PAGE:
South America

Can Tourists Save a Peruvian Rain Forest

Publication: National Geographic News   Date: July 8, 2004   View Article

Some of the largest tracts of pristine rain forest left in the world are found in the state of Madre de Dios in southeastern Peru. The region’s timber draws truckloads of migrant workers who come to cut its prized mahogany, an expensive hardwood in high demand overseas.

But one environmental education and research organization hopes to use tourism to help keep the rain forest there intact.

Alien Flies to Extinguish Alien Fire Ant Invasion?

Publication: National Geographic News   Date: June 18, 2004   View Article

Importing aliens to attack invading aliens may sound like a plot for a science fiction movie, but scientists believe the scheme is the best way to combat Brazilian fire ants that have taken over the southern U.S.

The red imported fire ant (RIFA), scientifically known as Solenopsis invicta, first arrived on U.S. shores over 60 years ago as stowaways aboard cargo ships from South America. Since then they have spread throughout the South, out-competing the native fire ants in their paths.

African Slaves’ Plant Knowledge Vanishing in Brazil

Publication: National Geographic News   Date: April 6, 2004   View Article

When Angela Leony visited the town of Lençóis in northeastern Brazil 18 years ago, she was unable to conceive. Yearning for a child, she went to see Dona Senhorinha, an elder healer.

Senhorinha told Leony the problem might be solved by drinking tea made from Estradeira-vermelha, a native pea plant with a bright red flower known for its ability to start the menstrual cycle and facilitate pregnancy.

Dinosaur Discovered in Patagonia – Named “Small Head”

Publication: National Geographic News   Date: April 5, 2004   View Article

Argentine paleontologists have discovered a 13-foot (4-meter) plant-eating dinosaur with a long neck and small head that roamed the southern tip of South America about 70 million years ago.

The team, led by Fernando Novas of the Argentine Museum of Natural Sciences in Buenos Aires, named the dinosaur Talenkauen santacrucensis. Talenkauen means “small head” in the Aonikenk Indian language.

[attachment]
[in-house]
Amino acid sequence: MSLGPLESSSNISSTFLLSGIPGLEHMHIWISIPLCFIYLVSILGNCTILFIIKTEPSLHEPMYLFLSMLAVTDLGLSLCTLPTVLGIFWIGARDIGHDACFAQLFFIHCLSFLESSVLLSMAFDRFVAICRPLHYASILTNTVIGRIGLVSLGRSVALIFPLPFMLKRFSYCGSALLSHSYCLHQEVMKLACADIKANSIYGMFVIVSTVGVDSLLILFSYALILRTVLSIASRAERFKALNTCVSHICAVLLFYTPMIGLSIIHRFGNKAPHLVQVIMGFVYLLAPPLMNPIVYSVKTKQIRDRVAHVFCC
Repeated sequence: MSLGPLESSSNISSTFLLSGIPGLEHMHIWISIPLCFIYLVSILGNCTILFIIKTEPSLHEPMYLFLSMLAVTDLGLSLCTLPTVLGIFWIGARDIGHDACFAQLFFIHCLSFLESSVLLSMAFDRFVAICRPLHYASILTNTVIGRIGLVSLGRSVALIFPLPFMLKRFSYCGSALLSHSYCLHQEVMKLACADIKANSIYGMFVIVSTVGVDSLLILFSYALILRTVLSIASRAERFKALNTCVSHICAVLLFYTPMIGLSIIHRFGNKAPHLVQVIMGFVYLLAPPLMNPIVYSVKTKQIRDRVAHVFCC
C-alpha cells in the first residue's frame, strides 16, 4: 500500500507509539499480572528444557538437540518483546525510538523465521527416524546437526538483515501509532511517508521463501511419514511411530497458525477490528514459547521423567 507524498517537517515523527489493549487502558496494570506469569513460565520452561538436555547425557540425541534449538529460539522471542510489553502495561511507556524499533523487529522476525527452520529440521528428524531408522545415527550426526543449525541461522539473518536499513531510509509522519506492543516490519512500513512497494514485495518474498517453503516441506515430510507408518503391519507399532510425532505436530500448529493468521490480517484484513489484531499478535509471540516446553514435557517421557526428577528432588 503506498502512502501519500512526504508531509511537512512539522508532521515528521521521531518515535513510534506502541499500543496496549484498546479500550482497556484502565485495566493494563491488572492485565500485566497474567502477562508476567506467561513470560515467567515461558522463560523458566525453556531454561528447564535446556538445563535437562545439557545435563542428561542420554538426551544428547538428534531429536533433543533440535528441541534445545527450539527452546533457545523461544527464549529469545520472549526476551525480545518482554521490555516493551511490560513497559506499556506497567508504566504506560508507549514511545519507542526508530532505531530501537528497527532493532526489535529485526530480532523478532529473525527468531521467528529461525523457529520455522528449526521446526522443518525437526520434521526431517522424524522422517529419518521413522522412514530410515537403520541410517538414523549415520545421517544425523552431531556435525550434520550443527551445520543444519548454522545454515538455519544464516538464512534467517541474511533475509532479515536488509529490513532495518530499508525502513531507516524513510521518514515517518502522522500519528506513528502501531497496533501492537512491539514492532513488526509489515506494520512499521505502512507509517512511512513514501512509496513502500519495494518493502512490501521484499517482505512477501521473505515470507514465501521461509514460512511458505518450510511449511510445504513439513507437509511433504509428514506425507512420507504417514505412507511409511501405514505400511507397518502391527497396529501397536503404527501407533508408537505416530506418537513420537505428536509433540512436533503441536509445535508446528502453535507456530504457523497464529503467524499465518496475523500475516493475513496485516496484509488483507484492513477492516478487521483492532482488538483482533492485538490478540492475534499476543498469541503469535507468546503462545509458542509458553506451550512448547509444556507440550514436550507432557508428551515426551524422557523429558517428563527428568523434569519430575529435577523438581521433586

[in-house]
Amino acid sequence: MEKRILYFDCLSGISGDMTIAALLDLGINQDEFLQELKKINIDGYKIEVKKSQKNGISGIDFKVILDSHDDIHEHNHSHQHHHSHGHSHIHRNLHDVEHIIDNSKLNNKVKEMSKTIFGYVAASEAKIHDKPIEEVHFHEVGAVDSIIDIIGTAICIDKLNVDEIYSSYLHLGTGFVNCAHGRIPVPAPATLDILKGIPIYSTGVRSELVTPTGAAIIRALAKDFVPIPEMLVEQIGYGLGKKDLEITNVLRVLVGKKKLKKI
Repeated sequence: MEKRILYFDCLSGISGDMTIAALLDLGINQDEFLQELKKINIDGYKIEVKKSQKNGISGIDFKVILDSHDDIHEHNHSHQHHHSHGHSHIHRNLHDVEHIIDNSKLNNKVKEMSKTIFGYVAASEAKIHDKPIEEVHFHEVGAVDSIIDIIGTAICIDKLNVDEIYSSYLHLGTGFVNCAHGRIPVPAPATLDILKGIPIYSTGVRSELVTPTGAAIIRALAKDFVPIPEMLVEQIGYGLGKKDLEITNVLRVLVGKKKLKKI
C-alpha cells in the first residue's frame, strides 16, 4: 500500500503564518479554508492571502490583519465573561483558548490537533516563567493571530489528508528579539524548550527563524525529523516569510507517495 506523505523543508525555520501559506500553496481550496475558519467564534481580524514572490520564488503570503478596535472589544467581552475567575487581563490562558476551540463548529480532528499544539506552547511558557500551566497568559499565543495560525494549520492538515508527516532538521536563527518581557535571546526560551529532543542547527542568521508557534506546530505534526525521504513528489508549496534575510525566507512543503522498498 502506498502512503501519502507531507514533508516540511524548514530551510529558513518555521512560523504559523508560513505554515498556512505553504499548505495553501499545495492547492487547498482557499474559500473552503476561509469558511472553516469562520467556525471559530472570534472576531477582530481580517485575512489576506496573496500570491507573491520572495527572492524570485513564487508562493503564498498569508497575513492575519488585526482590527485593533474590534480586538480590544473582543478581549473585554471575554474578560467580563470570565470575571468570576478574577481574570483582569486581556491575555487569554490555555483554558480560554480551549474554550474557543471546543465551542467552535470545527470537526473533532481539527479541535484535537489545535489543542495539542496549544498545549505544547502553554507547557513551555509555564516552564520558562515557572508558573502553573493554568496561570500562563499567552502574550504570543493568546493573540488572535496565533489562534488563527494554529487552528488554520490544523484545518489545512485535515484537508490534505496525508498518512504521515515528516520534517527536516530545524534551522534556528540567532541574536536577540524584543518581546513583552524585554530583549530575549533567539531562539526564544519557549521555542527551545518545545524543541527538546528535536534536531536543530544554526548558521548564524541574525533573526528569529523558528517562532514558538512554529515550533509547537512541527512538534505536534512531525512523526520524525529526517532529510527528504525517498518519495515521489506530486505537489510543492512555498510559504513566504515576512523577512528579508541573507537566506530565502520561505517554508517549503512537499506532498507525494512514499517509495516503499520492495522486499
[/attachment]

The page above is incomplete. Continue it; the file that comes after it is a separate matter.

Dozens of Inca Mummies Discovered Buried in Peru

Publication: National Geographic News   Date: March 11, 2004   View Article

Dozens of exquisitely preserved Inca mummies are being recovered from a barren hillside on the outskirts of Peru’s bustling capital city, Lima. In a matter of months a highway will roar past the ancient cemetery.

“By now we have over 40 [mummy bundles] and the number increases every day,” said Guillermo Cock, a Lima-based archaeologist.

Unique Bolivia Park Begun by Indigenous People

Publication: National Geographic News   Date: January 13, 2004   View Article

The parched, southeastern corner of Bolivia is the unlikely home to a park that houses Latin America’s highest diversity of large mammals, and is the stage for an unusual story of protected-area creation and operation.

“The park remains the only national protected area in the Americas created as the result of an initiative by an indigenous organization,” said Michael Painter, Bolivia program director for the New York-based Wildlife Conservation Society (WCS), which has helped manage the park since its creation in 1995.

Elusive Jaguars Remain a Mystery, Even to Experts

Publication: National Geographic News   Date: November 25, 2003   View Article

“Yaguara,” the South American Indian word for jaguar, literally means the animal that kills in a single bound.

The elusive, spotted-coat cats secretly stalk their prey until just the right moment. Then they pounce with a graceful thud: In one leap the cats must snap their prey’s spine or else go hungry.

© 2008-2010 Collected Writings By John Roach